Response does not discuss or address a classroom application

Peer-Assessment Rubric


3 Exemplary

2 Satisfactory

1 Needs Work

0 Not at all


Understanding of learning principle applied

Demonstrates a complete and accurate understanding of the learning principle applied to a classroom teaching context

Demonstrates an accurate understanding of the learning principle applied to a classroom teaching context. Detail and depth of understanding may be lacking in some aspects

Demonstrates a partial understanding of learning principle applied; may omit important information, or include inaccurate or misconceived elements

Response does not address assignment


Feasibility of classroom application

Lesson plan is clearly doable and feasible given the school/student context described

Design of lesson plan effectively links learning principle(s) to student activities

Lesson plan seems doable and feasible given the school/student context described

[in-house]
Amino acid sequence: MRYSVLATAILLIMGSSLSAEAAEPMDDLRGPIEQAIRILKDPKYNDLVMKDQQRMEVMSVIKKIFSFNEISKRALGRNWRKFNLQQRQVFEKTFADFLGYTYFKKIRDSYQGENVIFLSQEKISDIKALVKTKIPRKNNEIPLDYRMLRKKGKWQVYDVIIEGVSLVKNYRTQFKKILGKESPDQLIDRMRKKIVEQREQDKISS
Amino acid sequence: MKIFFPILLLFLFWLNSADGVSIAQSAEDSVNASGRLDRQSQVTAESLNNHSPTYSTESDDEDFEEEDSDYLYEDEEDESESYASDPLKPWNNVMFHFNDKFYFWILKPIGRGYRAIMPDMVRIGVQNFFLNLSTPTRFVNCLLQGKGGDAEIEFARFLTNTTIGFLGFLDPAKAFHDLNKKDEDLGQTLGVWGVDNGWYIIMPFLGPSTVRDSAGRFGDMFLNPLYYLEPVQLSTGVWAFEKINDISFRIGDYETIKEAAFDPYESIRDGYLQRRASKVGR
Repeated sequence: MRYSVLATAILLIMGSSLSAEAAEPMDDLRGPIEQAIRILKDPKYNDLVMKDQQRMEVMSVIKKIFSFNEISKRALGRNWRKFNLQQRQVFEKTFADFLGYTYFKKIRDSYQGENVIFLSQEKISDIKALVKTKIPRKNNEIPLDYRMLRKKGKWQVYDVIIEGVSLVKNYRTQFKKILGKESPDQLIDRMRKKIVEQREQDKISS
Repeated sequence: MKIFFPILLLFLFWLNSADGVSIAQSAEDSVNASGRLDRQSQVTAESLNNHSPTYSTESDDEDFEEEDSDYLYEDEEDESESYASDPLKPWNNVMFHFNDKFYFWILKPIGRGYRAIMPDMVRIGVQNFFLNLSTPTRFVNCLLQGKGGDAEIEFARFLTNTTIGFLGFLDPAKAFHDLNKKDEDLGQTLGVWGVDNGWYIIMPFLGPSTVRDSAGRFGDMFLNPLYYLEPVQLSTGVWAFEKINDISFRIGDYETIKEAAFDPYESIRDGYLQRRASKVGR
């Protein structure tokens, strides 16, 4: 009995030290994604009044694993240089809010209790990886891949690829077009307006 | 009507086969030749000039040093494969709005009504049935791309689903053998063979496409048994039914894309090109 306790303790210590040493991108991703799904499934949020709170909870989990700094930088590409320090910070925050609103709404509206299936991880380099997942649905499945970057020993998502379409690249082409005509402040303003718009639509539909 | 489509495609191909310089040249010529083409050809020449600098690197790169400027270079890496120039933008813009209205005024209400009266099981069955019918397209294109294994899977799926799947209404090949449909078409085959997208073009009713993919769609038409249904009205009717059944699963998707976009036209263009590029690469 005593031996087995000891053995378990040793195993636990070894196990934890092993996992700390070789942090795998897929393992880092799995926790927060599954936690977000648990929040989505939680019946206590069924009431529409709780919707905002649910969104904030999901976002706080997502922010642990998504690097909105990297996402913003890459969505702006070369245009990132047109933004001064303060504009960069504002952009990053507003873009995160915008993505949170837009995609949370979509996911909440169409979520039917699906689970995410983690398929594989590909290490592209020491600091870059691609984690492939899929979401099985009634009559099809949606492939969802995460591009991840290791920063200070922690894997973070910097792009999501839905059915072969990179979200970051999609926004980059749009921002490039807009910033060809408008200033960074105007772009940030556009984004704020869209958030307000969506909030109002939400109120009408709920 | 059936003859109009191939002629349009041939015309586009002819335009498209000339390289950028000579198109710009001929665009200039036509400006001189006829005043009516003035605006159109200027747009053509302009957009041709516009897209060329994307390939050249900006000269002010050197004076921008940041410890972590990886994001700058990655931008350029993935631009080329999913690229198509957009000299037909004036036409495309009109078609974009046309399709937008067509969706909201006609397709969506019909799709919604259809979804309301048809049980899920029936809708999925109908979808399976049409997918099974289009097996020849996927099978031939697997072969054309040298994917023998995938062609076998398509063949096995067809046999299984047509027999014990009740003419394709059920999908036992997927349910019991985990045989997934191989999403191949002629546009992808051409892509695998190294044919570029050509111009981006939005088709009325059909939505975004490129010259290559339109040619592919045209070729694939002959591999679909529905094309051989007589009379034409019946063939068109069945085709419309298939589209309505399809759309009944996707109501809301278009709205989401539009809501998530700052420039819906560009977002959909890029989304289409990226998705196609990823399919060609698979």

Design of lesson plan ineffectively links learning principle(s) to student activities


Lesson plan does not seem doable and feasible given the school/student context described

Response does not address assignment


Clarity and organization

Clear, organized, and understandable in conveying key ideas

Some lack of clarity and/or organization but still understandable in conveying key ideas

Confusing and/or disorganized in a way that limits understandably conveying key ideas

Lack of clarity and organization make submission unreadable